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Topic: Redundant solar/charging/battery/supply (Read 1 time) previous topic - next topic

MorganS

#15
Dec 12, 2017, 04:56 am Last Edit: Dec 12, 2017, 05:08 am by MorganS
but why not use an N-channel?
Good question. It took me 3 attempts to come up with this answer and I'm not sure it's the complete answer...

The N MOSFET is switched on by a positive VGS. That's the voltage between the gate and the source. The voltage on the drain is not important unless it gets high enough to destroy the device (the damaging voltage may be as low as 20V.)

If used as a high-side switch, the N MOSFET will have its source connected to the load. (The names are somewhat backwards because the source sources negatively-charged electrons.) If you've got a fully-charged 3.7V battery, the source will also be about 3.7V. With a 5V control voltage on the gate, VGS is only 1.3V. That's not enough to properly turn it on, even with a logic MOSFET.

I have seen many datasheets for things that use an N MOSFET as a high-side switch. Those devices usually have a voltage-booster circuit that gives about 10V above the supply voltage, which is enough to fully turn on a regular MOSFET.
"The problem is in the code you didn't post."

cgorton

#16
Dec 12, 2017, 02:44 pm Last Edit: Dec 12, 2017, 03:05 pm by cgorton
jremington: I am showing an N-MOSFET in my schematic. I think I have it hooked up correctly. My symbol looks different than yours, but my understanding is that battery is hooked to the source, the drain is hooked to the booster. That was my intent. And this booster has two grounds, but they are connected on the board (I checked with my multi-meter) so I just show one grounded.
10K between gate and source, got it!

morganS: that makes sense. I'll have to re-think using the N MOSFET.

I'll re-work this. Thanks again for the input.

Oh- jremington, the stall current is 1.7A. I'll need to look at that again.

jremington

#17
Dec 12, 2017, 04:41 pm Last Edit: Dec 12, 2017, 04:44 pm by jremington
An N-MOSFET won't work as a high side switch, for the reasons that MorganS gave.

The voltage difference between gate and source controls the current flow.

cgorton

#18
Dec 13, 2017, 04:06 am Last Edit: Dec 13, 2017, 02:40 pm by cgorton
Having watched this, I think I get it:
https://hackaday.com/2015/09/16/learn-and-build-a-high-side-switch/

The resistor between the gate and source (battery V+) keeps the gate at the same voltage as the source, and therefore keeps the switch off. When I pull the gate to 0V with the Arduino pin, it switches on the power to the booster and driver.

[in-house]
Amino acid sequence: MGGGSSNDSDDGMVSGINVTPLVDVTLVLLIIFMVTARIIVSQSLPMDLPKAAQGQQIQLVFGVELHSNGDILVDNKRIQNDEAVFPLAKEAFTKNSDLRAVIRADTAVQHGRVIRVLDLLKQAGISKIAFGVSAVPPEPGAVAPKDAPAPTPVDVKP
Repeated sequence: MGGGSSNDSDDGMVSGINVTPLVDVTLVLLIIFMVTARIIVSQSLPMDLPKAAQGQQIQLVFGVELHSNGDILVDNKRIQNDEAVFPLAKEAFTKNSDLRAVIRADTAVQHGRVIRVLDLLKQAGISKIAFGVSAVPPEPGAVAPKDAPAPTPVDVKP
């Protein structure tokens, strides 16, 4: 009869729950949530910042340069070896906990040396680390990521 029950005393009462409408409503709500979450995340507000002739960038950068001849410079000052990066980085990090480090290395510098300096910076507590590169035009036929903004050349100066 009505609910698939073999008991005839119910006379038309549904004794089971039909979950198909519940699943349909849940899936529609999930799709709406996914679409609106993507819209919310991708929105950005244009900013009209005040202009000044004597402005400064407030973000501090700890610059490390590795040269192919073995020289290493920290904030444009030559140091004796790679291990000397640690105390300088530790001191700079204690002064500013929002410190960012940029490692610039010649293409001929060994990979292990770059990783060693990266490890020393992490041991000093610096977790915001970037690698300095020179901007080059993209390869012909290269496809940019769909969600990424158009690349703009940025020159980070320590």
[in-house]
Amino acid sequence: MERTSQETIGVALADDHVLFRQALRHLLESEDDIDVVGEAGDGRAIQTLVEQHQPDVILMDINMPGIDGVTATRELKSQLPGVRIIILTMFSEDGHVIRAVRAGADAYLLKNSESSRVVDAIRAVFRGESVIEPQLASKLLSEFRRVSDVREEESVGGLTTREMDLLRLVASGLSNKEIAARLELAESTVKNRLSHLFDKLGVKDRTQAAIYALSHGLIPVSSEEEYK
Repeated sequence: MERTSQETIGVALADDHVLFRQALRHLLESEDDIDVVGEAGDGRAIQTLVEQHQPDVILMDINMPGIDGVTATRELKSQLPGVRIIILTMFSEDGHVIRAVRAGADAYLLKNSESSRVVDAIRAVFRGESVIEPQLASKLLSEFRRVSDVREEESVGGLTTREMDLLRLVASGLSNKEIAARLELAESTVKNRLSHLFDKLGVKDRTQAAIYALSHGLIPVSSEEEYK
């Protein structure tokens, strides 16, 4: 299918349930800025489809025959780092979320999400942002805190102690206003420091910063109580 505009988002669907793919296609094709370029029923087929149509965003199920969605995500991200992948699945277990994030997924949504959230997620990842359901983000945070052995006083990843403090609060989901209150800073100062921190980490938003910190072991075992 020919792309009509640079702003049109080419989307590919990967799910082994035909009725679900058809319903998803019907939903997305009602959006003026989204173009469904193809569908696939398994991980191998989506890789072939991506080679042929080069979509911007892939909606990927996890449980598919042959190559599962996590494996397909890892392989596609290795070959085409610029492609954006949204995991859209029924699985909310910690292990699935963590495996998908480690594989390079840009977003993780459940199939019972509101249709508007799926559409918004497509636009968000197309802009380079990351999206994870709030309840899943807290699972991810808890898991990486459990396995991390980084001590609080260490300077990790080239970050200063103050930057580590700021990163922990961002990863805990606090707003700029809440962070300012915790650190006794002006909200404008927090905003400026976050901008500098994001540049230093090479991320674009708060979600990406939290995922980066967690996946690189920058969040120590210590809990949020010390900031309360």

And I see I need the P-channel because with an N-channel I would not have enough Vgs.

I'll re-draw one more time tonight. :)

cgorton

I'm still having some problems with my circuit. Schematic attached.

I have 3.8V at batt1 and 3.6V at batt2. I would expect that the 5VDC step up booster will only use the 3.8V source because diode D1 should "win". But, both batteries are discharging.

I've disconnected the Arduino to see if the right side of the circuit works on its own, just powering a dummy load. It looks like it might be working okay (I need to wait a bit longer to declare victory).

But with the Arduino hooked up, batt2 is definitely discharging. I'm not using the motor driver either. Pins 29, 39 and 46 are in output mode. And the motor driver draws negligible current when not in use.

Does anyone see something wrong with the design? The diodes are Schottky with Vf of 0.16, measured.

Thanks

jremington

#20
Jun 13, 2018, 03:31 am Last Edit: Jun 13, 2018, 04:55 am by jremington
The circuit diagram can't be correct. I didn't go through all of it, but what is C4 doing? Where is the motor boost module getting its power?

What exactly are S1-S4 on the batteries and solar panels and why are they needed? For the panels, most people just use a diode to block reverse current flow. But even that may not be necessary for the charger module, so check its specs carefully. For example, the Adafruit solar LiPo charger has a built in diode, and also implements a crude sort of maximum power point tracking.

I forgot to mention that Pololu has a great collection of high side switch modules, controllable either with a real switch, or by microprocessor input.

cgorton

Thanks. Yes, I am missing a line from the Vout of the solar charger 2 to the green step up booster. C4 is recommended by Pololu (the green step up is a Pololu #2564).

Having run this for a few more hours without the Arduino attached, I am seeing batt2 stable and batt1 discharge as expected. So it might be something to do with the connections between the Arduino and the power circuitry.

The switches are just so I can easily turn thins on and off. They will normally be closed. I used DIP switches, they're helpful for testing.

A0 and A1 are monitoring the voltages and I think 10k resistors are appropriate. Could something "leak" into those inputs? Should I set pins to output when not using them in input mode?

I'll do some more testing tomorrow. Thanks for the help. This is for Gortobot attempt #3, later this summer.

jremington

Quote
A0 and A1 are monitoring the voltages and I think 10k resistors are appropriate. Could something "leak" into those inputs?
Yes, if the voltage is > Vcc+0.5V (to account for the input protection diode), but the current should be low enough that no damage would be done.

Go Gortobot!

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